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Despite stiffer rules, loans still easy to get, report suggests

When the Consumer Financial Protection Bureau passed its ability to repay and qualified mortgage rules, critics argued that its restrictions would make it more difficult for qualified borrowers to obtain a loan. But as it turns out, more than a year removed from when the regulations took effect, people are still able to get a mortgage fairly easily, a new report concludes.

Mandated by the Dodd-Frank Law, which was passed and signed into law a few years ago, reforming the financial services sector after the Great Recession, the CFPB enacted the ability-to-repay rules in order to stave off another housing collapse. Economists say that the high number of people who were unable to pay off their mortgage was a leading contributor to the country's worst recession since the Great Depression.

While borrowers are now required to provide more information justifying why they ought to be approved for a loan – such as proof of employment and a credit report – there's little to suggest that these mandates are excessively prohibitive, according to a study conducted by the Federal Reserve.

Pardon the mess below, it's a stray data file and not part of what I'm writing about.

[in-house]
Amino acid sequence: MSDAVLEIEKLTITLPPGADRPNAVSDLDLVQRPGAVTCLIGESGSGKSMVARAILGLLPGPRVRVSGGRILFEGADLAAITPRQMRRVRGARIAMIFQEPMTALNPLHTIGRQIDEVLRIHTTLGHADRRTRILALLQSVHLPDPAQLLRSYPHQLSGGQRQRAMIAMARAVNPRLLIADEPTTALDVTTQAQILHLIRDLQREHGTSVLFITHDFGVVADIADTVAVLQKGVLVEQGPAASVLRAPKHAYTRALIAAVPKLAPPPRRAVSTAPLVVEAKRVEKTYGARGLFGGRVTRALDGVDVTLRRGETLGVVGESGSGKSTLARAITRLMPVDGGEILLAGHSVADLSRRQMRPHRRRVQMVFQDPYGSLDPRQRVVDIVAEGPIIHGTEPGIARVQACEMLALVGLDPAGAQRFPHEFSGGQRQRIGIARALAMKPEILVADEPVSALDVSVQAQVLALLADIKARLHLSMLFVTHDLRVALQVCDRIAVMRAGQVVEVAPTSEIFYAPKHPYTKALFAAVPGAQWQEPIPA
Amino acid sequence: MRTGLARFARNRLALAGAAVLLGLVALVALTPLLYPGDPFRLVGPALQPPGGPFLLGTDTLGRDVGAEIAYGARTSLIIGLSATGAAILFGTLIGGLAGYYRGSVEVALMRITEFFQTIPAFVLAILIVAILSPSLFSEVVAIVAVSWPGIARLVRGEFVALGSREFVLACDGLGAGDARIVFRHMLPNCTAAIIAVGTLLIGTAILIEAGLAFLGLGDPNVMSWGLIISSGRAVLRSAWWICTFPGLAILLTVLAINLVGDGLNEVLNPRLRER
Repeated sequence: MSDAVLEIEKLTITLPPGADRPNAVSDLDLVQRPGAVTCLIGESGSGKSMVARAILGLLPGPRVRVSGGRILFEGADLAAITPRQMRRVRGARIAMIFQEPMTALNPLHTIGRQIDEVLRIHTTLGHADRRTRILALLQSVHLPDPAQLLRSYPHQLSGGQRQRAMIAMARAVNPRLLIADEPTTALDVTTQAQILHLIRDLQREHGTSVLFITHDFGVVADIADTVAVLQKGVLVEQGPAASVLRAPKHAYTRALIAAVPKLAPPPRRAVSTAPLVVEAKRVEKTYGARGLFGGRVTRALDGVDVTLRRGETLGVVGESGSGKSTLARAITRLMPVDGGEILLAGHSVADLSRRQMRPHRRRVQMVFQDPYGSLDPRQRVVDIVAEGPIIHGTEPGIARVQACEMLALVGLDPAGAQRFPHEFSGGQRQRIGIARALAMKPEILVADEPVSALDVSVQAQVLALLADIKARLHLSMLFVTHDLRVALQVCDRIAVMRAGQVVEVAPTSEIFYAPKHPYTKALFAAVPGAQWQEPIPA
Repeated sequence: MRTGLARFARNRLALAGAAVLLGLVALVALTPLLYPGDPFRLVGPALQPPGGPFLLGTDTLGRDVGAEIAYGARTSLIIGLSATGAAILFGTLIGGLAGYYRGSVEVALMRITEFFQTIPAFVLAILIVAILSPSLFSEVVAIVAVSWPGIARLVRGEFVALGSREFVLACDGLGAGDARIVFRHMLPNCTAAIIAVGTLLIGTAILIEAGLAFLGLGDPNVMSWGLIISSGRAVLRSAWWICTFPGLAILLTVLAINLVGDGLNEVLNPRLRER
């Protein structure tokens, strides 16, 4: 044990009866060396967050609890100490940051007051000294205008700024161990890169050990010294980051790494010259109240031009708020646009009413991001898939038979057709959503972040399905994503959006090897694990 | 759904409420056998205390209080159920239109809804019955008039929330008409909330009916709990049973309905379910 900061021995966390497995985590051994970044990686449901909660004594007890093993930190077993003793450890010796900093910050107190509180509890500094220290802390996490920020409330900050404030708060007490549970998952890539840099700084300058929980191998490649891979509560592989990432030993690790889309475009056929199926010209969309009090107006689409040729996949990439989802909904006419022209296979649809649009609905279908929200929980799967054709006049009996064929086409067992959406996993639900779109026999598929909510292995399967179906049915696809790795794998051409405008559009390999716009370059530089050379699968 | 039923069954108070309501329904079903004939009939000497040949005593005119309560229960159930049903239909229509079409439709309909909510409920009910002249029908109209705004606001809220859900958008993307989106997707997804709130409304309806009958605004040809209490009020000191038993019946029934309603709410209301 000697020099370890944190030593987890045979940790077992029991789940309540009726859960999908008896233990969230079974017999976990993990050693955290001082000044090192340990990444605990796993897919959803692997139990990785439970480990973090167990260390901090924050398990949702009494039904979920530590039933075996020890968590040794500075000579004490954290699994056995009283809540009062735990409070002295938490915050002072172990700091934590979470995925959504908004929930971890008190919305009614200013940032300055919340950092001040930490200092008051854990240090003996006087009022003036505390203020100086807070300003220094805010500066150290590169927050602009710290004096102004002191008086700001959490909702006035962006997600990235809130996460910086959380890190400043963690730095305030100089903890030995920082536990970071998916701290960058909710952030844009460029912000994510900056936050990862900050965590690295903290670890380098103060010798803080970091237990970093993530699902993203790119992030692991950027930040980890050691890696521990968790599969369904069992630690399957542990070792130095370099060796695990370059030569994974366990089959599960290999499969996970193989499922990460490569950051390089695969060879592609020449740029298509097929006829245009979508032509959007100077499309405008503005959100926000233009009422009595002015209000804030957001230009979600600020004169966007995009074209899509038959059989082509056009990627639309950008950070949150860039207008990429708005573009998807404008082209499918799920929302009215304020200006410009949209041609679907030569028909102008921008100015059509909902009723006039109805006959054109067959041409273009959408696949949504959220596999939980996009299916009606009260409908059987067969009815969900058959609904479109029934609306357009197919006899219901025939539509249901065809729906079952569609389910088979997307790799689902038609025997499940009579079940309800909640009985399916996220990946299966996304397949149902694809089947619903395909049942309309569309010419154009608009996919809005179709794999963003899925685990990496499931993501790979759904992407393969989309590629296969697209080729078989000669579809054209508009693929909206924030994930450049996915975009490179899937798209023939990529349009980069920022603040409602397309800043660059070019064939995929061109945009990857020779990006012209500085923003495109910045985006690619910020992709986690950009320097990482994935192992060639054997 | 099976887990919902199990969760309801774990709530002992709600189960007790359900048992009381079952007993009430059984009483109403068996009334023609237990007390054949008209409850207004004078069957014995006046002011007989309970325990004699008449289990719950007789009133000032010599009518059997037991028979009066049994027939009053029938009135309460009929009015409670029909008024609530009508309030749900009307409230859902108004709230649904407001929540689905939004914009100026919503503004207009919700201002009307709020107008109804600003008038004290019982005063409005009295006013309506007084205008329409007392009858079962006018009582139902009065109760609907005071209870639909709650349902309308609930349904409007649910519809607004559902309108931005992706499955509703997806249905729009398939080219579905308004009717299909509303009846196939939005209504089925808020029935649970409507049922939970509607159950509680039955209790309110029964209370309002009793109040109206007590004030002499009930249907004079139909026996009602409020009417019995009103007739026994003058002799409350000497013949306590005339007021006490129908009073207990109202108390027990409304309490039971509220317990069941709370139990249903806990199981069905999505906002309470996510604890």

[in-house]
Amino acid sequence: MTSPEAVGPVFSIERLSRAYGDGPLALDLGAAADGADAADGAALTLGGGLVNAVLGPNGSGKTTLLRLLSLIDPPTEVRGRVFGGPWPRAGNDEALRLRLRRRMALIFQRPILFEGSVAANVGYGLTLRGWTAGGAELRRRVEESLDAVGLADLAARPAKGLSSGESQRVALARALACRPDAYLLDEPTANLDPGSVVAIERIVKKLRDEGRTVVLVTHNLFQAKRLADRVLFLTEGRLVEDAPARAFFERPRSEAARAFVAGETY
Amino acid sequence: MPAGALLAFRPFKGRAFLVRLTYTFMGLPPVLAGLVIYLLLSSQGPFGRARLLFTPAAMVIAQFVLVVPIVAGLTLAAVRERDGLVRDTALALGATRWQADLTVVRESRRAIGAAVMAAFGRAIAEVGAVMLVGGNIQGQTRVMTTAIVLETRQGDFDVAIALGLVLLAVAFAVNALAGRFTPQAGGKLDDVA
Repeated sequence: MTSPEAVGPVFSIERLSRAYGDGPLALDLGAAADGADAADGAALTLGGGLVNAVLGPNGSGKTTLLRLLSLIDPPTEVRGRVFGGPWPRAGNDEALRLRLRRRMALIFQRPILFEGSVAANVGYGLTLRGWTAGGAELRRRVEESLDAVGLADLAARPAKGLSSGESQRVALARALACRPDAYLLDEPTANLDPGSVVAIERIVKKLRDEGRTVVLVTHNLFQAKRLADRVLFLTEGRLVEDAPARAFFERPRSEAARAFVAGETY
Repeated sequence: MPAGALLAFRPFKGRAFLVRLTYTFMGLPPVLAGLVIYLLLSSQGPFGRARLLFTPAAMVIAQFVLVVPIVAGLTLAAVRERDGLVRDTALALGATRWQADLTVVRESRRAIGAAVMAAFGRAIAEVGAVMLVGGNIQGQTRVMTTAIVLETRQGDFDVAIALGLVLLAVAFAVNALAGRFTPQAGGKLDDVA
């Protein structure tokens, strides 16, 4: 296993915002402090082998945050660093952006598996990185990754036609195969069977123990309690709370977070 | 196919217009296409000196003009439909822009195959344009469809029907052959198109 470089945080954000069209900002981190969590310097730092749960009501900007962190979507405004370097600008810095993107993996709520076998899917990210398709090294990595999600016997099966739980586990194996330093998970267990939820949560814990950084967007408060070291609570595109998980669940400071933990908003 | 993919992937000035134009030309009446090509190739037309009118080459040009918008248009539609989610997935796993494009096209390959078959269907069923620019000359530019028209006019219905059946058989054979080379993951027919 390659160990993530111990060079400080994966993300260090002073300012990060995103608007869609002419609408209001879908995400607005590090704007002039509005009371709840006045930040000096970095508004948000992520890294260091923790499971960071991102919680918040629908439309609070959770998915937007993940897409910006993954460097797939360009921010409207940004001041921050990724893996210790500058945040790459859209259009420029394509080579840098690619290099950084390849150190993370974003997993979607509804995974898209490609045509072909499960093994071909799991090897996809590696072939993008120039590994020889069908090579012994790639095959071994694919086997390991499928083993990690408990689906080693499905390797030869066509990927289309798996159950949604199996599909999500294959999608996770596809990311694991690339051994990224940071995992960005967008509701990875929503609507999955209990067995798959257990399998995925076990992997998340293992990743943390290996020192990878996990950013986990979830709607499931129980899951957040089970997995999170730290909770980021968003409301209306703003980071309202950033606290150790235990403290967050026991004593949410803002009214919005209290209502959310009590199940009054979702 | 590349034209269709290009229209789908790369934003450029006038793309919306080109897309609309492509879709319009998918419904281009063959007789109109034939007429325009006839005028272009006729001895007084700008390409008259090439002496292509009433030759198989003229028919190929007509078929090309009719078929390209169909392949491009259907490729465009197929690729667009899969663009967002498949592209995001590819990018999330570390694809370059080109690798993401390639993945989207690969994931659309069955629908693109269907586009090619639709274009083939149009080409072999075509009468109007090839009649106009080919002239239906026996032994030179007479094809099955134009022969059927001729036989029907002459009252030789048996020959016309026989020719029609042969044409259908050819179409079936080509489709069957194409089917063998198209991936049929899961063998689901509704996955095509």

"The [Home Mortgage Disclosure Act] data provide little indication that the new ATR and QM rules significantly curtailed mortgage credit availability in 2014 relative to 2013," the report stated, as quoted by National Mortgage News.

Some aren't convinced, however, including the American Bankers Association. Bob Davis, executive vice president of the ABA, indicated that while the HMDA has good intentions, it's ultimately "misguided."

But other reports suggest that mortgage credit availability is expanding. For seven of the last eight months, the Mortgage Bankers Association's Mortgage Credit Availability Index has risen. In August, the latest month for which data is available, the measure reached 126.1, up 0.5 percent from July. The higher the number, the looser credit rules tend to be.

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